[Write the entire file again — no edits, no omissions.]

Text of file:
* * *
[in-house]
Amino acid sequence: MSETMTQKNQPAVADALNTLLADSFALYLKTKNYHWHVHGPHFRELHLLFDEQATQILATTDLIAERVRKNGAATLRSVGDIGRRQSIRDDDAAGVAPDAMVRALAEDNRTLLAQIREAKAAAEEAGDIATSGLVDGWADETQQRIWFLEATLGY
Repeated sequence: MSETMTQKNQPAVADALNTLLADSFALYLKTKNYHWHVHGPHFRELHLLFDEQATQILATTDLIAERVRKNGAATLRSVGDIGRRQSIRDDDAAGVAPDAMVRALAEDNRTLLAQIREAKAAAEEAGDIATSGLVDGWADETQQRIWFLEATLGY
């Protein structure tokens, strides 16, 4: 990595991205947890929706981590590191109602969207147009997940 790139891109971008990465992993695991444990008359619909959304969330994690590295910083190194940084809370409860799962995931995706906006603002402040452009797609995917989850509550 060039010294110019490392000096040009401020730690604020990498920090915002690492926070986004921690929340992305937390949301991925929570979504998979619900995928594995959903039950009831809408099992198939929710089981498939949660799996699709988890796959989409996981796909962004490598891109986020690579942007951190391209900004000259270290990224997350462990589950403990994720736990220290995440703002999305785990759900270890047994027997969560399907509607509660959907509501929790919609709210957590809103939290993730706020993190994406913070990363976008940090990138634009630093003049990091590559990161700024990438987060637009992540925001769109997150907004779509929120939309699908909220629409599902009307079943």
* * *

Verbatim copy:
[in-house]
Amino acid sequence: MSETMTQKNQPAVADALNTLLADSFALYLKTKNYHWHVHGPHFRELHLLFDEQATQILATTDLIAERVRKNGAATLRSVGDIGRRQSIRDDDAAGVAPDAMVRALAEDNRTLLAQIREAKAAAEEAGDIATSGLVDGWADETQQRIWFLEATLGY
Repeated sequence: MSETMTQKNQPAVADALNTLLADSFALYLKTKNYHWHVHGPHFRELHLLFDEQATQILATTDLIAERVRKNGAATLRSVGDIGRRQSIRDDDAAGVAPDAMVRALAEDNRTLLAQIREAKAAAEEAGDIATSGLVDGWADETQQRIWFLEATLGY
């Protein structure tokens, strides 16, 4: 990595991205947890929706981590590191109602969207147009997940 790139891109971008990465992993695991444990008359619909959304969330994690590295910083190194940084809370409860799962995931995706906006603002402040452009797609995917989850509550 060039010294110019490392000096040009401020730690604020990498920090915002690492926070986004921690929340992305937390949301991925929570979504998979619900995928594995959903039950009831809408099992198939929710089981498939949660799996699709988890796959989409996981796909962004490598891109986020690579942007951190391209900004000259270290990224997350462990589950403990994720736990220290995440703002999305785990759900270890047994027997969560399907509607509660959907509501929790919609709210957590809103939290993730706020993190994406913070990363976008940090990138634009630093003049990091590559990161700024990438987060637009992540925001769109997150907004779509929120939309699908909220629409599902009307079943």